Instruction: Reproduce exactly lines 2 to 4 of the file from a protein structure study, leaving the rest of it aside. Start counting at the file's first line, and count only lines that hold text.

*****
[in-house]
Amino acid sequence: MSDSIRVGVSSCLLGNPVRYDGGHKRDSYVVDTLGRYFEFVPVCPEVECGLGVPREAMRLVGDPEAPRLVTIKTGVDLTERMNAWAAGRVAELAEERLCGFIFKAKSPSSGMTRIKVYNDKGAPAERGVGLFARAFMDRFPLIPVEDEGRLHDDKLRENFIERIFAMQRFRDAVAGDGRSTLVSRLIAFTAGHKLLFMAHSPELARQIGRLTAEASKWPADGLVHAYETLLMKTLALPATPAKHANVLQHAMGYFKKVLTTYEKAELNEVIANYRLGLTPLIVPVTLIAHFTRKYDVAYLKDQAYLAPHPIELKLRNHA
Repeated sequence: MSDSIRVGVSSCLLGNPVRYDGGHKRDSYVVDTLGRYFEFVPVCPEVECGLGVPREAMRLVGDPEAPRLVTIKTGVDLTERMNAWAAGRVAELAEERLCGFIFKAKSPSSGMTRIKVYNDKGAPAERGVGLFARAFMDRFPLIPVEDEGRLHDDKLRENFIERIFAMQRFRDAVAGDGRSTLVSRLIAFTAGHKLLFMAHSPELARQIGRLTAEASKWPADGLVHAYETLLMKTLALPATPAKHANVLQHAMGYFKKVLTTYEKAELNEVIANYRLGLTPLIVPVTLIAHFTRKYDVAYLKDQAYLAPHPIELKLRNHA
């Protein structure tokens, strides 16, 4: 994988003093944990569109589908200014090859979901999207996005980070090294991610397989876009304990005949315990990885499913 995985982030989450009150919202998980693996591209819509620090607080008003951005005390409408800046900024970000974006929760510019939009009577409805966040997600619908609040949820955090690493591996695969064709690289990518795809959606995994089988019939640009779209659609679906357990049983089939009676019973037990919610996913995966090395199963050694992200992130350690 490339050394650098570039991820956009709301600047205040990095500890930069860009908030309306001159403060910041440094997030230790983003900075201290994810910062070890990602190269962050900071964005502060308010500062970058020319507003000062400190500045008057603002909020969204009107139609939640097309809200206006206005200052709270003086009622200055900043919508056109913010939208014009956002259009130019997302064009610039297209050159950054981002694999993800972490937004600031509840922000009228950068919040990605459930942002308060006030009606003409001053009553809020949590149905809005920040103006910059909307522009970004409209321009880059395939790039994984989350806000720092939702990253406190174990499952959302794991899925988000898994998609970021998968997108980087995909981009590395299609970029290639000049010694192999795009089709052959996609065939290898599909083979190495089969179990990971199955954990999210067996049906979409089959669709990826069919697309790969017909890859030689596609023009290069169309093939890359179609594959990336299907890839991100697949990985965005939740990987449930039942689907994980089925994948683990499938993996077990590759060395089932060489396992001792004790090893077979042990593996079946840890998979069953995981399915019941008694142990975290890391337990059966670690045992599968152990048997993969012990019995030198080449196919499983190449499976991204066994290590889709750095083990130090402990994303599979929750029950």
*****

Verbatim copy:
Amino acid sequence: MSDSIRVGVSSCLLGNPVRYDGGHKRDSYVVDTLGRYFEFVPVCPEVECGLGVPREAMRLVGDPEAPRLVTIKTGVDLTERMNAWAAGRVAELAEERLCGFIFKAKSPSSGMTRIKVYNDKGAPAERGVGLFARAFMDRFPLIPVEDEGRLHDDKLRENFIERIFAMQRFRDAVAGDGRSTLVSRLIAFTAGHKLLFMAHSPELARQIGRLTAEASKWPADGLVHAYETLLMKTLALPATPAKHANVLQHAMGYFKKVLTTYEKAELNEVIANYRLGLTPLIVPVTLIAHFTRKYDVAYLKDQAYLAPHPIELKLRNHA
Repeated sequence: MSDSIRVGVSSCLLGNPVRYDGGHKRDSYVVDTLGRYFEFVPVCPEVECGLGVPREAMRLVGDPEAPRLVTIKTGVDLTERMNAWAAGRVAELAEERLCGFIFKAKSPSSGMTRIKVYNDKGAPAERGVGLFARAFMDRFPLIPVEDEGRLHDDKLRENFIERIFAMQRFRDAVAGDGRSTLVSRLIAFTAGHKLLFMAHSPELARQIGRLTAEASKWPADGLVHAYETLLMKTLALPATPAKHANVLQHAMGYFKKVLTTYEKAELNEVIANYRLGLTPLIVPVTLIAHFTRKYDVAYLKDQAYLAPHPIELKLRNHA
């Protein structure tokens, strides 16, 4: 994988003093944990569109589908200014090859979901999207996005980070090294991610397989876009304990005949315990990885499913 995985982030989450009150919202998980693996591209819509620090607080008003951005005390409408800046900024970000974006929760510019939009009577409805966040997600619908609040949820955090690493591996695969064709690289990518795809959606995994089988019939640009779209659609679906357990049983089939009676019973037990919610996913995966090395199963050694992200992130350690 490339050394650098570039991820956009709301600047205040990095500890930069860009908030309306001159403060910041440094997030230790983003900075201290994810910062070890990602190269962050900071964005502060308010500062970058020319507003000062400190500045008057603002909020969204009107139609939640097309809200206006206005200052709270003086009622200055900043919508056109913010939208014009956002259009130019997302064009610039297209050159950054981002694999993800972490937004600031509840922000009228950068919040990605459930942002308060006030009606003409001053009553809020949590149905809005920040103006910059909307522009970004409209321009880059395939790039994984989350806000720092939702990253406190174990499952959302794991899925988000898994998609970021998968997108980087995909981009590395299609970029290639000049010694192999795009089709052959996609065939290898599909083979190495089969179990990971199955954990999210067996049906979409089959669709990826069919697309790969017909890859030689596609023009290069169309093939890359179609594959990336299907890839991100697949990985965005939740990987449930039942689907994980089925994948683990499938993996077990590759060395089932060489396992001792004790090893077979042990593996079946840890998979069953995981399915019941008694142990975290890391337990059966670690045992599968152990048997993969012990019995030198080449196919499983190449499976991204066994290590889709750095083990130090402990994303599979929750029950």